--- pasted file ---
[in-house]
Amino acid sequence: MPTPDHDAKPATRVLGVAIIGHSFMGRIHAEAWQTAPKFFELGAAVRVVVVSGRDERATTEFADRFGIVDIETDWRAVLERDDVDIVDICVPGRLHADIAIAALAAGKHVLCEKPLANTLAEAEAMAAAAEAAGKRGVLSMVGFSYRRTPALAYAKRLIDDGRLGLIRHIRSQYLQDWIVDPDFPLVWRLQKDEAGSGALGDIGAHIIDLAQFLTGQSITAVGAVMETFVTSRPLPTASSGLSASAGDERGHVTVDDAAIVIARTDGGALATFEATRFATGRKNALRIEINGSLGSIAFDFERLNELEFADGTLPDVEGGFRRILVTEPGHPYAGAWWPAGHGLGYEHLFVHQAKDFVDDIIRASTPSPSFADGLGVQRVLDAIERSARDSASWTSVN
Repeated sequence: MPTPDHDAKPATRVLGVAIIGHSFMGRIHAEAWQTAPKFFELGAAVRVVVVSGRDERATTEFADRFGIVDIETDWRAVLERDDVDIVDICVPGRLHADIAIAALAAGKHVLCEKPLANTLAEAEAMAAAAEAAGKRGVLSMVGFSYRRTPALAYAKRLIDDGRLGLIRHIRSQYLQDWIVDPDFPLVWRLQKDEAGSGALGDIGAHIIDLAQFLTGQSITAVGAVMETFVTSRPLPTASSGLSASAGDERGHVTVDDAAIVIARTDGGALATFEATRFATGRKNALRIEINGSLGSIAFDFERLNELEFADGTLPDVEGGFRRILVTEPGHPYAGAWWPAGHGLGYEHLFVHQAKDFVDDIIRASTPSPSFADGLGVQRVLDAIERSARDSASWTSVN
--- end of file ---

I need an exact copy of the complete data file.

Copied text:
[in-house]
Amino acid sequence: MPTPDHDAKPATRVLGVAIIGHSFMGRIHAEAWQTAPKFFELGAAVRVVVVSGRDERATTEFADRFGIVDIETDWRAVLERDDVDIVDICVPGRLHADIAIAALAAGKHVLCEKPLANTLAEAEAMAAAAEAAGKRGVLSMVGFSYRRTPALAYAKRLIDDGRLGLIRHIRSQYLQDWIVDPDFPLVWRLQKDEAGSGALGDIGAHIIDLAQFLTGQSITAVGAVMETFVTSRPLPTASSGLSASAGDERGHVTVDDAAIVIARTDGGALATFEATRFATGRKNALRIEINGSLGSIAFDFERLNELEFADGTLPDVEGGFRRILVTEPGHPYAGAWWPAGHGLGYEHLFVHQAKDFVDDIIRASTPSPSFADGLGVQRVLDAIERSARDSASWTSVN
Repeated sequence: MPTPDHDAKPATRVLGVAIIGHSFMGRIHAEAWQTAPKFFELGAAVRVVVVSGRDERATTEFADRFGIVDIETDWRAVLERDDVDIVDICVPGRLHADIAIAALAAGKHVLCEKPLANTLAEAEAMAAAAEAAGKRGVLSMVGFSYRRTPALAYAKRLIDDGRLGLIRHIRSQYLQDWIVDPDFPLVWRLQKDEAGSGALGDIGAHIIDLAQFLTGQSITAVGAVMETFVTSRPLPTASSGLSASAGDERGHVTVDDAAIVIARTDGGALATFEATRFATGRKNALRIEINGSLGSIAFDFERLNELEFADGTLPDVEGGFRRILVTEPGHPYAGAWWPAGHGLGYEHLFVHQAKDFVDDIIRASTPSPSFADGLGVQRVLDAIERSARDSASWTSVN